BERLIN (Reuters) - Support for German Chancellor Angela Merkel’s conservatives has fallen by 2 percentage points to 39 percent after a dispute over quotas requiring companies to hire more women executives, an opinion poll published on Sunday showed.
Rebel members of Merkel’s centre-right coalition, including Labor Minister Ursula von der Leyen, threatened to break ranks and vote with opposition parties that wanted to introduce a female quota from 2018, convinced that voluntary pledges to appoint more women have proven inadequate.
Merkel averted the potentially embarrassing defeat in parliament when the rebels accepted a compromise plan obliging big firms to raise the proportion of women on supervisory boards to 30 percent in 2020.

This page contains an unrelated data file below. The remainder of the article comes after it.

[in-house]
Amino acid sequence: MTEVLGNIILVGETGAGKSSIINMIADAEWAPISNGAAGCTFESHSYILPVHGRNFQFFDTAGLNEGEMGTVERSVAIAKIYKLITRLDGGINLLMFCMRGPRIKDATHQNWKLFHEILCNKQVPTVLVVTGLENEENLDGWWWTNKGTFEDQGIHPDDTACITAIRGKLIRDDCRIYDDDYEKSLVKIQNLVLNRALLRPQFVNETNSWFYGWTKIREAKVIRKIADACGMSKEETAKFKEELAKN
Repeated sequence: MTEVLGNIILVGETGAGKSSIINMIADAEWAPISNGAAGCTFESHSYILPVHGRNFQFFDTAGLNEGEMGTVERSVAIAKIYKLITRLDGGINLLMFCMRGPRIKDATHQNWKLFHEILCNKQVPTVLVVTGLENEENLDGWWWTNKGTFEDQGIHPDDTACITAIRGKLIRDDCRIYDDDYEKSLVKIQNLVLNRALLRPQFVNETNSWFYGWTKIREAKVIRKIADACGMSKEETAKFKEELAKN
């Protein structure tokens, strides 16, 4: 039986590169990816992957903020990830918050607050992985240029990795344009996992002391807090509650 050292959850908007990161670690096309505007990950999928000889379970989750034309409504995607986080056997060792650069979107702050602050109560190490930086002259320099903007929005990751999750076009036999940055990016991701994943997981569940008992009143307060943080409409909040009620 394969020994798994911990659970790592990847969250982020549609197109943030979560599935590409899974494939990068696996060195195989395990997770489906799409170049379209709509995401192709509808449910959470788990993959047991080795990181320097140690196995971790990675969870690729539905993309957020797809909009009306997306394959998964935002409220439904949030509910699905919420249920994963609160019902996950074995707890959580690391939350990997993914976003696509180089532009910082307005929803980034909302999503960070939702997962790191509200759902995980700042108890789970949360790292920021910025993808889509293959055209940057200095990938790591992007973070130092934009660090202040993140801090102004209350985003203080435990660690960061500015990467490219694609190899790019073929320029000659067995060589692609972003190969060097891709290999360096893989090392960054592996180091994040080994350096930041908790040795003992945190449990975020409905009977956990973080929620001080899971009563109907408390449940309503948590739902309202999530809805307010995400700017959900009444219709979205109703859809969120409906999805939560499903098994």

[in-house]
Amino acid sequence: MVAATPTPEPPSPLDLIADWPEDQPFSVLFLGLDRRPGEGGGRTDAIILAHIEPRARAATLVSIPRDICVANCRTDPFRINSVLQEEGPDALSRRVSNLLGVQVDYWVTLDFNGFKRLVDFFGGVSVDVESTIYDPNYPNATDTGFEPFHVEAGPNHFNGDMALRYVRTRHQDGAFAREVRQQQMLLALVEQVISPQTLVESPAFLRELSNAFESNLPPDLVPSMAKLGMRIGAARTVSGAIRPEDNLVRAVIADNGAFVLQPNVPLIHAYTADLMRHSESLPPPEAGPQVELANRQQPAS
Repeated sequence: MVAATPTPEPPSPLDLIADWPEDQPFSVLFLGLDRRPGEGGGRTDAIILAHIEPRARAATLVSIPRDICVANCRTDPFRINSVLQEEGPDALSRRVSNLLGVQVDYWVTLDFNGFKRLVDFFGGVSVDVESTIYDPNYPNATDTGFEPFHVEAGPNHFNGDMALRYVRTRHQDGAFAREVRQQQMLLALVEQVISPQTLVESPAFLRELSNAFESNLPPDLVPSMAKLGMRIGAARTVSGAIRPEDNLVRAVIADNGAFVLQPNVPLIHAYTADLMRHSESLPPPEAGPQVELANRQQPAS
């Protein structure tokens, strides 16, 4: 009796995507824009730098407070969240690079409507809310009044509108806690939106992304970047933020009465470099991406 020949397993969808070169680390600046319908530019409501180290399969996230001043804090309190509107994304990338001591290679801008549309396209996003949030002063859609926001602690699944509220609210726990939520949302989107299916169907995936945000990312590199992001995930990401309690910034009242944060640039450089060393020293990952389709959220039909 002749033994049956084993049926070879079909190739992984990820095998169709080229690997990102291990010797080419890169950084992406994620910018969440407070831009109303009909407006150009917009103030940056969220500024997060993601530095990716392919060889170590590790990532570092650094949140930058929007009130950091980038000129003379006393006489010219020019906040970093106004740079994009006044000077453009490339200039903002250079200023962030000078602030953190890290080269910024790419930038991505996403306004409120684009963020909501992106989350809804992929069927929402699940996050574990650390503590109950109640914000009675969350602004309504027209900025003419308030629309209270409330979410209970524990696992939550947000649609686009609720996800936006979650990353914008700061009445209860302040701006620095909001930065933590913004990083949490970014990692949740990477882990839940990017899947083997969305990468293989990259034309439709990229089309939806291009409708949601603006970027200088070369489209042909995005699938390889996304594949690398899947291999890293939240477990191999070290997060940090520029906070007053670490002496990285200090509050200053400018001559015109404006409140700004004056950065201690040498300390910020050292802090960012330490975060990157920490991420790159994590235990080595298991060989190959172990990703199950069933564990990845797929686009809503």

Emnid said the incident was likely the reason for the conservatives becoming less popular with voters.
The weekly Emnid poll for German newspaper Bild am Sonntag showed the Free Democrats (FDP), the junior coalition partner in Merkel’s centre-right government, has 5 percent support, unchanged from last week and enough for the liberal, pro-business party to enter parliament after the next election.
That would give the ruling government 44 percent support, close to the 47 to 48 percent usually needed for a parliamentary majority in a system where parties with less than 5 percent do not get any seats.
The poll showed the main opposition Social Democrats (SPD) remained unchanged at 26 percent support, while the Greens held steady at 14 percent, giving those parties 40 percent combined - not enough to beat the ruling government.
The socialist Die Linke party was also unchanged at 8 percent. The maverick Pirates gained one point to 4 percent.
The poll of 2,410 people was conducted between April 11 and 17.
Reporting by Michelle Martin; Editing by Paul Simao